That said, we are minimalists in many ways. Patients don't have to sign in and we don't require any extra paperwork if their insurance is still the same. We're pretty laid back. Also, my husband NEVER does paperwork while the client is in the office. Other psychiatrists do, and we're told they barely look up from their computers. My husband takes it all home with him, and on his days off, he fills in all the paperwork and dictates his notes & then faxes them to referring providers, etc. It usually takes him at least one full day of one of his days off. Plus, patients call every day of the week 24/7 for RX refills and questions and/or needing help. Even when we go on vacation, my husband and I return phone calls. When we were in Norway...Hawaii...Canada--didn't matter--we'd be up late using Skype to connect with patients. Docs don't get paid for any of that stuff--notes, charts, phone calls, etc. It's all built in to the overall cost.

Having a private practice is very hard and we wonder, sometimes, if it's worth it. He could make more working for an institution, plus his time off would be 100% off and he'd get benefits--health and retirement. Plus, I wouldn't have to work anymore! Yay! As of now, we have a $9,000 deductible on our health insurance, just to be able to afford it, so we NEVER go to the doctor. LOL.

But he likes practicing psychiatry his way--taking his time with patients and not herding them in and out in 15 minute increments. (That's how they maximize reimbursement) It's better for his soul, better for patients, and he's willing to do the extra time to accomplish those things.

Nuzzling Muzzles said...

Brenda - I've noticed that the majority of veterinarians around here operate their businesses the same way, so I suspected that people doctors in this area are probably being influenced to run their businesses in a similar manner. When I lived in Nevada, I received excellent health care with just a few lemons sprinkled in here and there. Our biggest problem was a shortage of doctors, so there were long waits, but at least once I did get in, the doctors listened and worked with me in finding a solution. Here, it feel like I'm on a conveyor belt and all they want to do is collect information, and not give anything back in return.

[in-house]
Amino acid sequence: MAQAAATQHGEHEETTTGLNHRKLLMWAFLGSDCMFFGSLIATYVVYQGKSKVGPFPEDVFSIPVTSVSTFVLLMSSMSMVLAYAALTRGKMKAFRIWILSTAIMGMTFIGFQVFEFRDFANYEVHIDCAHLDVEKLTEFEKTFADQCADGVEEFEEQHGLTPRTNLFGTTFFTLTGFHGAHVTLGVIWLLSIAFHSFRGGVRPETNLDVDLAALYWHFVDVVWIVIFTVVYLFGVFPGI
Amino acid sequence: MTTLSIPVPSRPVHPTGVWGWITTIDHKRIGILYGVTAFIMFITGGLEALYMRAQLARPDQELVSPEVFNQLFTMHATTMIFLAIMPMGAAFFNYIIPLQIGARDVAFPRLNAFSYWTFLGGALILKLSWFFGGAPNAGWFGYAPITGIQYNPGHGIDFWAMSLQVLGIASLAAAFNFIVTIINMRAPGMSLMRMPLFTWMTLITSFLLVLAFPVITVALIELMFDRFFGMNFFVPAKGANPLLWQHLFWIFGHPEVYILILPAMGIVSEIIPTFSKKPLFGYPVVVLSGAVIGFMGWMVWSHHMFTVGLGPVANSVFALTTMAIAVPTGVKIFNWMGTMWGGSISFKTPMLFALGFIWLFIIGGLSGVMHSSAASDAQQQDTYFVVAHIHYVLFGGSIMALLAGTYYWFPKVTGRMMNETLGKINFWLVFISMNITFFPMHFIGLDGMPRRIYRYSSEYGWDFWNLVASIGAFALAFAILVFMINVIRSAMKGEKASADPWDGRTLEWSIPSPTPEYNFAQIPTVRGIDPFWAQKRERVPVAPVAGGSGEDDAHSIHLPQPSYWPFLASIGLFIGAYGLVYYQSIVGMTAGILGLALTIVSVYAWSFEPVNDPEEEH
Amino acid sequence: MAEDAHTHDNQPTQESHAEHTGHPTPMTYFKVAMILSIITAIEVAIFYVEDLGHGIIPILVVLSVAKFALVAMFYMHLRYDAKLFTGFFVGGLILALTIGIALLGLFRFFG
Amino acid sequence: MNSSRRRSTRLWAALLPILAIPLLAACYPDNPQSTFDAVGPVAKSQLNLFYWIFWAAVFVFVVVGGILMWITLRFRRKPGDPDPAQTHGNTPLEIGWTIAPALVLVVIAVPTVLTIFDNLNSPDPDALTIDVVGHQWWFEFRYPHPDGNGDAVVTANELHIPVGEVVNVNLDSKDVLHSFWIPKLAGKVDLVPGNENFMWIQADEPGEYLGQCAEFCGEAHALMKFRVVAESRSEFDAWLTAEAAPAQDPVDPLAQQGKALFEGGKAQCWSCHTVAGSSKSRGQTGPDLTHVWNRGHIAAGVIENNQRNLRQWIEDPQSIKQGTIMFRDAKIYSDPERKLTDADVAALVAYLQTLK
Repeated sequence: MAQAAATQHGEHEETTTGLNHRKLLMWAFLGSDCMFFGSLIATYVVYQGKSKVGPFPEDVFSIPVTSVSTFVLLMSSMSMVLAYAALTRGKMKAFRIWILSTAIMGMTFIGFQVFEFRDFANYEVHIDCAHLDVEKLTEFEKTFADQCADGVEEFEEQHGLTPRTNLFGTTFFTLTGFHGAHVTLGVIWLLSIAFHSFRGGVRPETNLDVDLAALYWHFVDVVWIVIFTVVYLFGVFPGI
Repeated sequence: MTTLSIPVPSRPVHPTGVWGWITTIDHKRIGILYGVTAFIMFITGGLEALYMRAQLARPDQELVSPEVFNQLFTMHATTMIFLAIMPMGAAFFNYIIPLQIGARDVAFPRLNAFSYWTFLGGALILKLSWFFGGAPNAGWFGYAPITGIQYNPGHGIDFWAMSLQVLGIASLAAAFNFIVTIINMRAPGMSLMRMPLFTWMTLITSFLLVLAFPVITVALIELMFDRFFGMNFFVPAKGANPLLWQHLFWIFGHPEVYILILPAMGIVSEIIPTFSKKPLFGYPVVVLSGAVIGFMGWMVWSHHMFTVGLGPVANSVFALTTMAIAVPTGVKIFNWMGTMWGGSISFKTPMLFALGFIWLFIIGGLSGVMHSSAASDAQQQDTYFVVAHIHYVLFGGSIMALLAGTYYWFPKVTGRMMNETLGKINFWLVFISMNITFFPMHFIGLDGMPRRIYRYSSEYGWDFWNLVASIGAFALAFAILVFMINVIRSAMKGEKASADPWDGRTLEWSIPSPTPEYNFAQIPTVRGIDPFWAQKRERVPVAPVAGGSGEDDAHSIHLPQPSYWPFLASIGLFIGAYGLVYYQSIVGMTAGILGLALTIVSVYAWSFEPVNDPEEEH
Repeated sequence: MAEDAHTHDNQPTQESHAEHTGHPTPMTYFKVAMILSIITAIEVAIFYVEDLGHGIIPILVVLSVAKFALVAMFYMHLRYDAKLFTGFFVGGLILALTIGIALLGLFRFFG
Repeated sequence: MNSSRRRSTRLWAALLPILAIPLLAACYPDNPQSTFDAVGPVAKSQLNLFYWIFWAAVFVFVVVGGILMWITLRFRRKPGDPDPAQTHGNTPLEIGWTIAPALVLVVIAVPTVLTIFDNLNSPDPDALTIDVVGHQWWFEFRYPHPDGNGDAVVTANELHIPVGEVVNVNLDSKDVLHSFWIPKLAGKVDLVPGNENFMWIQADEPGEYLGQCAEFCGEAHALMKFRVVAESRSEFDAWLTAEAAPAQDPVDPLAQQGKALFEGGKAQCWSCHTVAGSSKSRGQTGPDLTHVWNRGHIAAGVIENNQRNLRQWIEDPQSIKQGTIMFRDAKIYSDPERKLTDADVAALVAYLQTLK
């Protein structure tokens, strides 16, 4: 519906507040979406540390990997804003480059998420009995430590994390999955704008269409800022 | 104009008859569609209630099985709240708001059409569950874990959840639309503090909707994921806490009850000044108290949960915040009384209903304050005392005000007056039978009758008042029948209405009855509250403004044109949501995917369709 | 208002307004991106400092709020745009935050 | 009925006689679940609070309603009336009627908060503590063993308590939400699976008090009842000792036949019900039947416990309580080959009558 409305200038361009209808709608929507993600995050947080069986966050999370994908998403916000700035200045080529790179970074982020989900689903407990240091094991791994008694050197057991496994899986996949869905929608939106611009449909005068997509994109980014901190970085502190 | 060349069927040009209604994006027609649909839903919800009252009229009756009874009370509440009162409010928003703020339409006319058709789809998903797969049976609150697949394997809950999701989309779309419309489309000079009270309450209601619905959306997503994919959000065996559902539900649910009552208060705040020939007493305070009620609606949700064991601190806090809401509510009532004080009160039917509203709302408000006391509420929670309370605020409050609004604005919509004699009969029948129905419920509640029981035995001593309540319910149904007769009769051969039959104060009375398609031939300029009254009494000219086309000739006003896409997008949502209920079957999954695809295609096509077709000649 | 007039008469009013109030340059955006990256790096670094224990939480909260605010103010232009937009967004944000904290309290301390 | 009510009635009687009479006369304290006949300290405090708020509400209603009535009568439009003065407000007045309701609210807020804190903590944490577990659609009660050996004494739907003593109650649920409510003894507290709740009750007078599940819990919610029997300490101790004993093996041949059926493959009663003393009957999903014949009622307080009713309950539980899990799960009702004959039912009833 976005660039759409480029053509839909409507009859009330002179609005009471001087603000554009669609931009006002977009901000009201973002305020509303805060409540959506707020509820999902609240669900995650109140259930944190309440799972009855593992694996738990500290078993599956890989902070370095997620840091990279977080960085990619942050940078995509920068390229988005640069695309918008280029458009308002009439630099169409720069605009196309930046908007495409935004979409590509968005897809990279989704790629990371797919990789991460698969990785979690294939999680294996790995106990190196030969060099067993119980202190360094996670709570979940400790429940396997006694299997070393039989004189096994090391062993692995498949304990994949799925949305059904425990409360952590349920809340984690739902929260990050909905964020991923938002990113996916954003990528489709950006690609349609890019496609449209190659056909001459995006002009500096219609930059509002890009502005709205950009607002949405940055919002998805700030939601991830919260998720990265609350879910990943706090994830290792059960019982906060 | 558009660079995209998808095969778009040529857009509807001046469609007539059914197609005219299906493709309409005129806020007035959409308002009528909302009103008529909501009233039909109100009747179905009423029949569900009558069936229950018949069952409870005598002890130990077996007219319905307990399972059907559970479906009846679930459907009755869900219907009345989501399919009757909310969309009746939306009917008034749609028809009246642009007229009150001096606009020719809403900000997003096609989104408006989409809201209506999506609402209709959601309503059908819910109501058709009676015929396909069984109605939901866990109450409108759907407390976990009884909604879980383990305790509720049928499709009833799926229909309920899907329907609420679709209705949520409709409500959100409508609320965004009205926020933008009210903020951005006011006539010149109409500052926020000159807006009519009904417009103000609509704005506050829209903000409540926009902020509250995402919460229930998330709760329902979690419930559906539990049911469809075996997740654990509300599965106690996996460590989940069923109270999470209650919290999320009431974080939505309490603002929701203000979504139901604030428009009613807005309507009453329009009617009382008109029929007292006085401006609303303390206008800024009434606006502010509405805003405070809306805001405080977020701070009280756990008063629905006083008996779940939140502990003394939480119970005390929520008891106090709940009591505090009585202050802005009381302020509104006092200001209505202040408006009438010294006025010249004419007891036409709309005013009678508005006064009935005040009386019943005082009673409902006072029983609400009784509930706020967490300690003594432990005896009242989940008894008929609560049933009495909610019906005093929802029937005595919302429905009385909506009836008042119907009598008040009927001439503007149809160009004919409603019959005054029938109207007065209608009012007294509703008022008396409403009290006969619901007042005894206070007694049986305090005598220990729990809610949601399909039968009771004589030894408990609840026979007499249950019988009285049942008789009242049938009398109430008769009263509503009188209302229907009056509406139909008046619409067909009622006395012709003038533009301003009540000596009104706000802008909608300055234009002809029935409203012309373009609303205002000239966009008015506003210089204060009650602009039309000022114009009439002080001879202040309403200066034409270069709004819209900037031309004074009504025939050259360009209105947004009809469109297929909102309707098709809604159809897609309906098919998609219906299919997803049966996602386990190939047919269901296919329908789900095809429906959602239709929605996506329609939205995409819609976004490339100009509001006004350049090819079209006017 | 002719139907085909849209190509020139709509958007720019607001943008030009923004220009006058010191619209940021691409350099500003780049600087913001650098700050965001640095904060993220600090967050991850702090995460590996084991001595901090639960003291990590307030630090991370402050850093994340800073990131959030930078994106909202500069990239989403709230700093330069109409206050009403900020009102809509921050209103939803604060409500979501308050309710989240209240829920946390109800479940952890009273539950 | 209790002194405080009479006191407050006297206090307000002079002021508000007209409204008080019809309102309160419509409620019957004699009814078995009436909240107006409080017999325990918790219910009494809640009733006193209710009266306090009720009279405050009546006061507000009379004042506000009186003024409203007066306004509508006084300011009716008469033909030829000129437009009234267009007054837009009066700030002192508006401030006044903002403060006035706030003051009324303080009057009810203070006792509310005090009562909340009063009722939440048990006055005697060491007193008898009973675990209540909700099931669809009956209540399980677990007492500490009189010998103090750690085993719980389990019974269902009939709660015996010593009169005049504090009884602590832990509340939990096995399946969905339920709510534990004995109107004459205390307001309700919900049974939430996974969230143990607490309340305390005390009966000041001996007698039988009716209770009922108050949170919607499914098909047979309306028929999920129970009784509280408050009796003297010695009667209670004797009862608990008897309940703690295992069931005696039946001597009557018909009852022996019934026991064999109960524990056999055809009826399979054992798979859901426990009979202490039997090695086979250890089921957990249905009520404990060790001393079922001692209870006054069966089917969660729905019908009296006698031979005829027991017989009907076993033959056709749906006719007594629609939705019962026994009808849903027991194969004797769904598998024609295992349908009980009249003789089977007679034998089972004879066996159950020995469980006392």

Stephanie - Thanks for telling me where you are and your experiences. Knowing the patients' jobs and hobbies is a really important part of health care, because it tells you a lot about how they move their bodies. I told my P.A. that I shovel a lot of manure and take tons of it to the dump and shovel it back out. He just said, "Can't you sell that instead?" I don't think he got the point of what I was saying.

Linda - I suspected the insurance companies had a lot to do with all this paperwork. Thank God for people like you and your husband. I'm amazed that you work while on vacation. When my current vet was away on vacation, she brought in a substitute vet who knew how she conducted her business really well. I can't imagine being a psychiatrist and not getting a real break from your patients. He must really care about them.

Brenda said...

Yeah. One of the things that really bothers me, that you and I have in common...the knee and walking issue. "You" know why I'm at the doctor today so why do you keep shuffling me around and make me walk from here to there and back over there, then not do a thing for me except cost me a boatload of money and cause me more pain? My last trip to the doctor, he was going to order a big bunch of tests. Literally, six or so tests that had nothing to do with my chief complaint. The only thing that prevented them from doing the tests is finding out that the hospital across the street, with whom they are affiliated with, had already done the same exact tests only about 2 weeks prior and they could access the results through a website. Good grief!

Nuzzling Muzzles said...

Brenda - That is so ridiculous. I'm glad you caught the duplication. That would have caused problems with your health insurance. But that's definitely more proof that no one really reads our records. I suspect that the people who work in the field are drowning in all this required paperwork, and bureaucracy is causing the demise of quality health care.

Cheryl Ann said...

I NEVER see my doctor here in California, on the PA. While I like the PA, sometimes I would like to SEE my doctor. Frankly, I have more luck at urgent care.

ellie k said...

Last week my back was so bad I was crying on the phone which I never do. The pain spec. Office crew and my drs office had the proper paper work in order and I was in the office in a matter of hours. When I got there I was called back in about ten minutes and walked out before my appointment time all finished and ready to go to lunch. I have a wonderful dr and can get in to see her on the day I call. She takes time to listen, asks about family and what I have been doing. Some people complain because she takes to long for your appointment and wants to go over every problem you may have. She took care of my husband and made sure he had every possible treatment or tests that might help. She cried with us when she told us he had cancer. I cannot say enough about her and know how lucky to have found one that really cares.